“This administration is more concerned with political narratives and agendas than with victims and prosecuting violent crime,” Murphy stated, the outlet reported.
Philadelphia lowered year-to-date rapes and homicides as of Dec. 25, but gun robberies, retail theft and total violent crime offenses spiked, according to Philadelphia Police Department statistics.
Stimson criticized cities with the George Soros-inspired prosecutors, “defund the police” rhetoric or cuts and police demoralization for refusing to prosecute most misdemeanors, watering felonies down to misdemeanors and failing to seek enhancements for offenders with prior crimes.
“When you refuse to prosecute anybody for thefts, you see Wawa’s leaving downtown Philadelphia, Walgreens in San Francisco closing stores,” he argued. “So what does that do? It sends to the criminal element the green light.”
The Pennsylvania House of Representatives impeached Philadelphia District Attorney Larry Krasner in November. Krasner has avoided prosecuting many low-level crime cases, The New York Times reported, and advocated for completely abolishing cash bail.
“31 hardcore gang and homicide prosecutors he fired the first day in office and he calls himself ‘a public defender with power,’ ” Stimson told the DCNF. “In the five years before Krasner was the DA, there was an average of 200 murders per year. Since Krasner took office in 2018, there have been 2,202 homicides, that’s as of a few weeks ago.”
Los Angeles had a year-to-date homicide decrease through Dec. 24, but robberies, burglaries and thefts increased, based on Los Angeles Police Department (LAPD) statistics. Los Angeles County District Attorney Gascon reportedly refused to prosecute almost 12,000 cases during his first year in office, and Los Angeles County Superior Court Judge James Chalfant ruled against his effort to circumvent California’s “Three Strikes” law about felony convictions in 2021.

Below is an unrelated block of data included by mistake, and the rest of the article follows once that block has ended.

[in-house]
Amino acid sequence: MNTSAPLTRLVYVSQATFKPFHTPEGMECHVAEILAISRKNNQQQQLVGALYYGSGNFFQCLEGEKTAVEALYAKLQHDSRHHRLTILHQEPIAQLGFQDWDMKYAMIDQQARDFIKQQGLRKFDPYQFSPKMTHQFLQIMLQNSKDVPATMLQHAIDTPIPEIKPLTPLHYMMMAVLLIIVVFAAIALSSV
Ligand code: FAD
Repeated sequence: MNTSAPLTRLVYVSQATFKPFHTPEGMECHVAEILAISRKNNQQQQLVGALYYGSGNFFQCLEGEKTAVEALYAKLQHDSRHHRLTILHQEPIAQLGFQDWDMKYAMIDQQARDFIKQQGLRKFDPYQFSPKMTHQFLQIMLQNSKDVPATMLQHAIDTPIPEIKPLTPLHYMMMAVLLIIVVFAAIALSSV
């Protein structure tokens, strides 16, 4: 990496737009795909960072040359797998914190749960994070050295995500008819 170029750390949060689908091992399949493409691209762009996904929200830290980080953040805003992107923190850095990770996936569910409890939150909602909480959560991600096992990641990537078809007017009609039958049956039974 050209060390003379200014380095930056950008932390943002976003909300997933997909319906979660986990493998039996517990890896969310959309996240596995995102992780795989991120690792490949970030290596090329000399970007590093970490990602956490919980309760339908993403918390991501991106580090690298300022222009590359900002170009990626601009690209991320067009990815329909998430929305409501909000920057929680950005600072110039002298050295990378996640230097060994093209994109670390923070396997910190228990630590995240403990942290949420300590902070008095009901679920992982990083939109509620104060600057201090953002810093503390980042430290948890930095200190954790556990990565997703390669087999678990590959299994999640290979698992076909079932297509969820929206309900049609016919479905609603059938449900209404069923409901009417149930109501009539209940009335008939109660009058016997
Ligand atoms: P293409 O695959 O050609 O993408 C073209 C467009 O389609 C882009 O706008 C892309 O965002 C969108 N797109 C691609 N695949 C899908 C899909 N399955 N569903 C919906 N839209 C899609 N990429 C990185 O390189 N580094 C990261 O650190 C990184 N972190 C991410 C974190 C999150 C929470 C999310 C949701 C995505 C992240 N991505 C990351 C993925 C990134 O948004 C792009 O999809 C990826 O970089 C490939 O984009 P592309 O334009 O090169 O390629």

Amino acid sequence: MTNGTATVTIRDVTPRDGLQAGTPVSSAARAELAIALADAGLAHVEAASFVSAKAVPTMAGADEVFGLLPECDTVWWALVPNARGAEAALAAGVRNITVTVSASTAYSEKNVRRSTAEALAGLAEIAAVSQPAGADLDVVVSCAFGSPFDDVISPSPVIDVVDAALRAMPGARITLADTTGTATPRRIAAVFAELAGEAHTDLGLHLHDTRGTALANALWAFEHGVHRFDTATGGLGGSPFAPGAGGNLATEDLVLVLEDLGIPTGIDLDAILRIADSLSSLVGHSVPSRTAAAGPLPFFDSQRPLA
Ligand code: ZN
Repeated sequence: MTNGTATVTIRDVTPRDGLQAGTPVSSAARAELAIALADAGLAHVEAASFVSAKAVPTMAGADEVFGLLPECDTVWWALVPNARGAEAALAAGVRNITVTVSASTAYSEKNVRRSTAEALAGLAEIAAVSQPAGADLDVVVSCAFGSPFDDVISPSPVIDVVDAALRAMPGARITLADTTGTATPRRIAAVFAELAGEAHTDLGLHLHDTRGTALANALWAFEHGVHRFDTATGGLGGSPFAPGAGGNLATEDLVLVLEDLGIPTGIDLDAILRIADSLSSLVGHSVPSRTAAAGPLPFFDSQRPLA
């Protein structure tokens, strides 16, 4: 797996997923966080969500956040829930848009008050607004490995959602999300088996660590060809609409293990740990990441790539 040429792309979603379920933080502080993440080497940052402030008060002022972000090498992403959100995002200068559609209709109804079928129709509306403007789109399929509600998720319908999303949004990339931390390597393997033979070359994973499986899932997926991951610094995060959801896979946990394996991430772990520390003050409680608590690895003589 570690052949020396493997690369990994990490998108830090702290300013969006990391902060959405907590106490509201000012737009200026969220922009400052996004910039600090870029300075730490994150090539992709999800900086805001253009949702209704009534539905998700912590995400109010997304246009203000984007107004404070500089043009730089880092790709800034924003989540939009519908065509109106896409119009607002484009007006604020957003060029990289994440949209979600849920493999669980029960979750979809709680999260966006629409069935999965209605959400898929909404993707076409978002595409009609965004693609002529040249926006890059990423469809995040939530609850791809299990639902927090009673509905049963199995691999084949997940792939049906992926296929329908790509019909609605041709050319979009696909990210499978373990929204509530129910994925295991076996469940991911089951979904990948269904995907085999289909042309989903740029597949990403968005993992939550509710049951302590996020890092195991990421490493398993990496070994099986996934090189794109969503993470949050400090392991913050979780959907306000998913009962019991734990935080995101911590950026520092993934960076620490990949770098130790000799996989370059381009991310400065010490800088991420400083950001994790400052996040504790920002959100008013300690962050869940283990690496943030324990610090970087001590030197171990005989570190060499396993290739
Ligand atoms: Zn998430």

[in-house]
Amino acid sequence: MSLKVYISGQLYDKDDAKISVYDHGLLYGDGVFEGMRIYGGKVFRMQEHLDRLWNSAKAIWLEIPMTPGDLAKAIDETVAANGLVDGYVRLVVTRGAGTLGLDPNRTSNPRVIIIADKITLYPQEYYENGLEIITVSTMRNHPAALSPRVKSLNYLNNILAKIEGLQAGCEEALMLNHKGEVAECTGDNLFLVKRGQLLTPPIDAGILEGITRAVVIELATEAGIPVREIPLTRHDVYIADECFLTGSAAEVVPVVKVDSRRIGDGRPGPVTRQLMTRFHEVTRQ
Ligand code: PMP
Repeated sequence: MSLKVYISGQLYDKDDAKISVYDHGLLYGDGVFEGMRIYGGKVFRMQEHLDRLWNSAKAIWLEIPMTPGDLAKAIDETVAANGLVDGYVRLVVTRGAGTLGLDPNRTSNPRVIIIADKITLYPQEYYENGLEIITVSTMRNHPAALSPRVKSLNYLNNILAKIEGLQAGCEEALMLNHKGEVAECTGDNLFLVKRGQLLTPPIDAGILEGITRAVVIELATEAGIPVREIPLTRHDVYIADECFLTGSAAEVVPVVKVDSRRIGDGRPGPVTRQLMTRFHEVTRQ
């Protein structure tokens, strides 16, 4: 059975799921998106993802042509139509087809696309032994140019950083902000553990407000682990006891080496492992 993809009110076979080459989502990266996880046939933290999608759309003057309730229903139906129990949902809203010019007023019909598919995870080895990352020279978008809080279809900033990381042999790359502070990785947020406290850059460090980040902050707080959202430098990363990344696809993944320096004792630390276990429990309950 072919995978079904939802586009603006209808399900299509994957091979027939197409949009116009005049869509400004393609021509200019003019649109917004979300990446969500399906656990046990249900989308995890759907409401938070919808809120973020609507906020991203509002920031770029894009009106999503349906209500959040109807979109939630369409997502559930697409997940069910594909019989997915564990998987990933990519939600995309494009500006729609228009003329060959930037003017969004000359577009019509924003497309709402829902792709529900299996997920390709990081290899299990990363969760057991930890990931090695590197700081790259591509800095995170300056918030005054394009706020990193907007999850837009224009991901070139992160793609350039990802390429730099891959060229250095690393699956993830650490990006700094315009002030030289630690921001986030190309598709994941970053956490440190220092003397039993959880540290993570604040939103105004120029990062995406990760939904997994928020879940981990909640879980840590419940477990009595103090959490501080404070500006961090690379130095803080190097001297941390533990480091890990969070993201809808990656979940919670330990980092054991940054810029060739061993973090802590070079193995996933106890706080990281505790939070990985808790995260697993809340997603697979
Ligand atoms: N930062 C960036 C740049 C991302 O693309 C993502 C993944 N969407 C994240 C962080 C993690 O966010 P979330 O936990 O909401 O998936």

“The relative drop in murder cases in major cities relative to the rates of other crimes is also thanks in part to the (understandable) disproportionately large focus that policymakers and law enforcement and prosecutorial officials have devoted to combatting homicide,” Meyers told the DCNF.
Through Dec. 25, year-to-date rapes, robberies and motor vehicle thefts in San Francisco went up, the San Francisco Police Department (SFPD) reported.
The Metropolitan Crime Commission deemed New Orleans the “murder capital of the United States” for 2022’s first half, according to WDSU. Its year-to-date homicides and armed robberies through Dec. 26 spiked, the organization said.
Orleans Parish District Attorney Jason Williams campaigned on a progressive criminal justice reform platform, NOLA.com reported. He asked the city council in November for significantly more funding toward hiring a murder and manslaughter-focused legal team, arguing it would “make significant inroads in bringing down our violent crime numbers.”
The CPD, Philadelphia Police Commissioner’s Office, SFPD, LAPD and New Orleans Police Department and Foxx, Krasner, Gascon, Jenkins and Williams’ offices did not respond to the DCNF’s requests for comment.